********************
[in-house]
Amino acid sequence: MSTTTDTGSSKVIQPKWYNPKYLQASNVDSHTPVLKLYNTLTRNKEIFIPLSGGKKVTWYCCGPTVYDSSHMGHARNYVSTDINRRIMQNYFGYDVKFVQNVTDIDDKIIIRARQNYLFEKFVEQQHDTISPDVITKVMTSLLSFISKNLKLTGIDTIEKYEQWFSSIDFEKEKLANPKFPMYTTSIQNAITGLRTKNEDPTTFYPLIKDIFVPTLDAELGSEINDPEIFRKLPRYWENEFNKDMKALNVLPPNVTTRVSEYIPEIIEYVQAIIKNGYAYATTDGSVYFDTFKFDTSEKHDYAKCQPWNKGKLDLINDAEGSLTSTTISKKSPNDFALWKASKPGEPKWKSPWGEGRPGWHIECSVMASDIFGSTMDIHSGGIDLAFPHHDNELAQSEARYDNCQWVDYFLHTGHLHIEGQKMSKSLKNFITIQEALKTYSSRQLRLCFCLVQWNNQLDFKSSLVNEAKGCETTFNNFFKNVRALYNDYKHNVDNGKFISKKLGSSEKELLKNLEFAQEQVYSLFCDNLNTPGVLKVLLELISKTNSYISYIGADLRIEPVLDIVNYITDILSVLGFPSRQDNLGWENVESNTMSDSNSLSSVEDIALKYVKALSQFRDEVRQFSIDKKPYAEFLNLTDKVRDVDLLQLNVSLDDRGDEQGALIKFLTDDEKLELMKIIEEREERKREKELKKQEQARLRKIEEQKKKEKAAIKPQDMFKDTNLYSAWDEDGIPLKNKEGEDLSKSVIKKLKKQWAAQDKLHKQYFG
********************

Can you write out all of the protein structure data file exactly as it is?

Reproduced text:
[in-house]
Amino acid sequence: MSTTTDTGSSKVIQPKWYNPKYLQASNVDSHTPVLKLYNTLTRNKEIFIPLSGGKKVTWYCCGPTVYDSSHMGHARNYVSTDINRRIMQNYFGYDVKFVQNVTDIDDKIIIRARQNYLFEKFVEQQHDTISPDVITKVMTSLLSFISKNLKLTGIDTIEKYEQWFSSIDFEKEKLANPKFPMYTTSIQNAITGLRTKNEDPTTFYPLIKDIFVPTLDAELGSEINDPEIFRKLPRYWENEFNKDMKALNVLPPNVTTRVSEYIPEIIEYVQAIIKNGYAYATTDGSVYFDTFKFDTSEKHDYAKCQPWNKGKLDLINDAEGSLTSTTISKKSPNDFALWKASKPGEPKWKSPWGEGRPGWHIECSVMASDIFGSTMDIHSGGIDLAFPHHDNELAQSEARYDNCQWVDYFLHTGHLHIEGQKMSKSLKNFITIQEALKTYSSRQLRLCFCLVQWNNQLDFKSSLVNEAKGCETTFNNFFKNVRALYNDYKHNVDNGKFISKKLGSSEKELLKNLEFAQEQVYSLFCDNLNTPGVLKVLLELISKTNSYISYIGADLRIEPVLDIVNYITDILSVLGFPSRQDNLGWENVESNTMSDSNSLSSVEDIALKYVKALSQFRDEVRQFSIDKKPYAEFLNLTDKVRDVDLLQLNVSLDDRGDEQGALIKFLTDDEKLELMKIIEEREERKREKELKKQEQARLRKIEEQKKKEKAAIKPQDMFKDTNLYSAWDEDGIPLKNKEGEDLSKSVIKKLKKQWAAQDKLHKQYFG